New York will not allow summer sleep away camps this year amid concerns illnesses could spread, Health Commissioner Howard Zucker on Friday announced.
"Throughout this entire public health response, there isn’t a single decision we have not made based on data and science, rather than emotion," Zucker said in a statement. "Using the best currently available science and data, I have reached a decision to prohibit overnight children’s camps from operating this season in New York State."
The move comes weeks after Gov. Andrew Cuomo announced day camps would be allowed this year.
But Cuomo had acknowledged sleep away camps presented a different challeng for controlling the spread of COVID-19 and a new illnesses that has affected children.
"Unlike day camps, which are approved to open June 29, overnight camps are a difficult setting to manage social distancing and face covering and infection control practices," Zucker said. "Overnight camps have congregate settings and sleeping arrangements in close quarters that present too many risks. In such a setting, even a single positive case in a camper or staff member could create an untenable quarantine situation and overwhelm camp health personnel that may not be able to handle a serious infectious outbreak of this nature."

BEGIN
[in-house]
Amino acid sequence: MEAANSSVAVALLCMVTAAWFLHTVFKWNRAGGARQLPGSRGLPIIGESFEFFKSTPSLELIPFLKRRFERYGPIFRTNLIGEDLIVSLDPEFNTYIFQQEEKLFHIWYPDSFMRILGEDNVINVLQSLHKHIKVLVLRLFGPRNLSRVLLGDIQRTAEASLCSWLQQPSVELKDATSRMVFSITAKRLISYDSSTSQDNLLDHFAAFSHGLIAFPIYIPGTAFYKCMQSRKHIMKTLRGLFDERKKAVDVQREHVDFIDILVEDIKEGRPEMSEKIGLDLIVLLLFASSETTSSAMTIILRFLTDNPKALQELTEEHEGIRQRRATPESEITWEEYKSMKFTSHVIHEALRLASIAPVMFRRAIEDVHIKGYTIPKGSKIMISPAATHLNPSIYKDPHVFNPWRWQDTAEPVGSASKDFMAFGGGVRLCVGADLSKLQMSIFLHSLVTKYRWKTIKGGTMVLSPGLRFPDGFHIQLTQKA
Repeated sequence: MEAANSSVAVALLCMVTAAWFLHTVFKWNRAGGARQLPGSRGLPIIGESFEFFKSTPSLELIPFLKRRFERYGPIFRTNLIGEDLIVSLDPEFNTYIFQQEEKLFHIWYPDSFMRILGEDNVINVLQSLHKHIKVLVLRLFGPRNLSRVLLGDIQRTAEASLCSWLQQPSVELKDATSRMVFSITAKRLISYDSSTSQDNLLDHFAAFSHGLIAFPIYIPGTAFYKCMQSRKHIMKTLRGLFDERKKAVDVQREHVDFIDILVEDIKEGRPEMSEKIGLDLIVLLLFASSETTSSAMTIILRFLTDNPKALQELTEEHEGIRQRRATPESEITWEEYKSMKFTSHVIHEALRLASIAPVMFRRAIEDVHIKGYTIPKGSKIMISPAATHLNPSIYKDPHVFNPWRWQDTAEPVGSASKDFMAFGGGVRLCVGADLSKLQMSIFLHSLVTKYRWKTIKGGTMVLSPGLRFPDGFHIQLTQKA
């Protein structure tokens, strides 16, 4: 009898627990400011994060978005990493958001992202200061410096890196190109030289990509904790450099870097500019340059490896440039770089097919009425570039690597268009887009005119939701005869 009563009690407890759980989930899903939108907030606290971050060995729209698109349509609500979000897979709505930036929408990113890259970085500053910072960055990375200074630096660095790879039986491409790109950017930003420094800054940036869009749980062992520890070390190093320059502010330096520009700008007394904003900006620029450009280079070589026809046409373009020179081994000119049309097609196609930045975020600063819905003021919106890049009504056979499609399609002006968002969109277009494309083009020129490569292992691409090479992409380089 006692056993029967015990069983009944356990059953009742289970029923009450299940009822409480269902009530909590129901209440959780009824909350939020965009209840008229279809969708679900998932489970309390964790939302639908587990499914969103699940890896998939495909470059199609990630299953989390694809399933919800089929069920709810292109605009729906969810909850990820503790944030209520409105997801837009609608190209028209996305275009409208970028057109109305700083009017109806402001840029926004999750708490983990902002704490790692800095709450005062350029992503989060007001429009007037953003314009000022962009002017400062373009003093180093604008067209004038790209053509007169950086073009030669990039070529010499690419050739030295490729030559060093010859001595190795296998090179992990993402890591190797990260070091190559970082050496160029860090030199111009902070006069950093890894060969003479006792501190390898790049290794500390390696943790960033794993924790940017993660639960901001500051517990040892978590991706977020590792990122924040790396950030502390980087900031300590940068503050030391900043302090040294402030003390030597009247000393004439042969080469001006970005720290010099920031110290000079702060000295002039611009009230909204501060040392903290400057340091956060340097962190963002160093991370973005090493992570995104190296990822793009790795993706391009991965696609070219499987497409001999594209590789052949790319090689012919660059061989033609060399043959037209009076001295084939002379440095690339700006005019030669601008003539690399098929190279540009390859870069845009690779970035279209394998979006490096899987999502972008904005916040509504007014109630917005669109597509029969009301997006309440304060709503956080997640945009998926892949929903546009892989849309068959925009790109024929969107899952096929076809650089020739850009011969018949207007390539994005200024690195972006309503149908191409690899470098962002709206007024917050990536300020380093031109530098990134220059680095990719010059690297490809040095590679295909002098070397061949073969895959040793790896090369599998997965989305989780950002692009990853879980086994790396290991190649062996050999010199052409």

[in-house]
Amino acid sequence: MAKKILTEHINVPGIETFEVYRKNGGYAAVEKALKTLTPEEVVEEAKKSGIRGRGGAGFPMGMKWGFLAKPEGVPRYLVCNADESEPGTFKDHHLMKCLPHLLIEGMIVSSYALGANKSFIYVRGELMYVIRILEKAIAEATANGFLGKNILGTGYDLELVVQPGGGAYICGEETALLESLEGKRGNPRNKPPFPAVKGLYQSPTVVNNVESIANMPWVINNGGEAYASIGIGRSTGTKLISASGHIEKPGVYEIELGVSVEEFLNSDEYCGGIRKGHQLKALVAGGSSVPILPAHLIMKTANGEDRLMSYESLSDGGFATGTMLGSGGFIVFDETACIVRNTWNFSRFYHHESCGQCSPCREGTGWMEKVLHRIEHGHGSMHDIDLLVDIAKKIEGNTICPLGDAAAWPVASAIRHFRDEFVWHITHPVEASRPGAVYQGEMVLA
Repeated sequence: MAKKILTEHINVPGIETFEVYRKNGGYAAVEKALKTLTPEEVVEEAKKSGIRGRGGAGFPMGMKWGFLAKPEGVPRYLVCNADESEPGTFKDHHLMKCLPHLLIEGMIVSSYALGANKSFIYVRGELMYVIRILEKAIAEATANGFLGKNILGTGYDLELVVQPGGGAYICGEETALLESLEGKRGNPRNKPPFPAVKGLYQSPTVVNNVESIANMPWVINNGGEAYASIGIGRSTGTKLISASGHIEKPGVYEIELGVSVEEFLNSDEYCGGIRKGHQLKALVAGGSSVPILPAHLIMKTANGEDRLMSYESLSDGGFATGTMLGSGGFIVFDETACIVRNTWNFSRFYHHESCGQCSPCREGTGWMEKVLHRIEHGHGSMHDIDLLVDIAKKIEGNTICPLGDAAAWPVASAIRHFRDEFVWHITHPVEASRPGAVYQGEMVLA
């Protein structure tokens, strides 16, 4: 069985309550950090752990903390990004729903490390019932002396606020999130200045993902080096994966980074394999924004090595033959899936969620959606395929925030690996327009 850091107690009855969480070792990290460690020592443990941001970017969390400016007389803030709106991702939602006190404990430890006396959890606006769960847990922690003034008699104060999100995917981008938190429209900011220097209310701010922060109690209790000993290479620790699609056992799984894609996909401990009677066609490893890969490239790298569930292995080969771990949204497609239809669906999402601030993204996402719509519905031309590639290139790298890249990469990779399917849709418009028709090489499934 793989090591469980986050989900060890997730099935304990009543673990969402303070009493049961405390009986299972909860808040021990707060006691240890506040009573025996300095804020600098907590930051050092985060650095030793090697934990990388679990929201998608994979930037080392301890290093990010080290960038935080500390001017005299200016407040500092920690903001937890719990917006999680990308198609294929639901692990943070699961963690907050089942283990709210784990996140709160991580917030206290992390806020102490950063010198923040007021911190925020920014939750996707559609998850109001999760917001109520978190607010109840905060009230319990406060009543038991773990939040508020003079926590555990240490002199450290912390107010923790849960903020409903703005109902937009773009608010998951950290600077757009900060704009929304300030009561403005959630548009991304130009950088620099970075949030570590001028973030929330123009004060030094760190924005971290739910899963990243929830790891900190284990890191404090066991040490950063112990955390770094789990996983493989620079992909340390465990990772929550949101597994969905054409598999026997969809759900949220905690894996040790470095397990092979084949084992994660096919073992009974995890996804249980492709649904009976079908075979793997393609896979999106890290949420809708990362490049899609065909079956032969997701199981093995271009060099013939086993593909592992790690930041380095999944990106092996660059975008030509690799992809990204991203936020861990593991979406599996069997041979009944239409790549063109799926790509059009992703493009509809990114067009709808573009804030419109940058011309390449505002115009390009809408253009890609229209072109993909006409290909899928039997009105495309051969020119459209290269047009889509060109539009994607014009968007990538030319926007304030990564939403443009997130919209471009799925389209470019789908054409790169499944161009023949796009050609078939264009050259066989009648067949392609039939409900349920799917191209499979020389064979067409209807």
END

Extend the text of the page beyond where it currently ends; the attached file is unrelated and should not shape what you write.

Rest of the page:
Schools have been closed since March in order to limit the spread of the virus as classes shifted to distance learning. It remains uncelar if school buidlings can open in September.
"I have fond memories of summer sleepaway camp as a kid and I understand the role they play in childhood development and the disappointment this decision may bring to families across the state," Zucker said. "But amid the worst public health crisis in a century, my number one priority is the health and safety of all New Yorkers. And while infection rates are declining, we need to proceed with caution and take every step possible to avoid undoing all the progress New Yorkers have made in bending the curve and reopening the state safely and responsibly."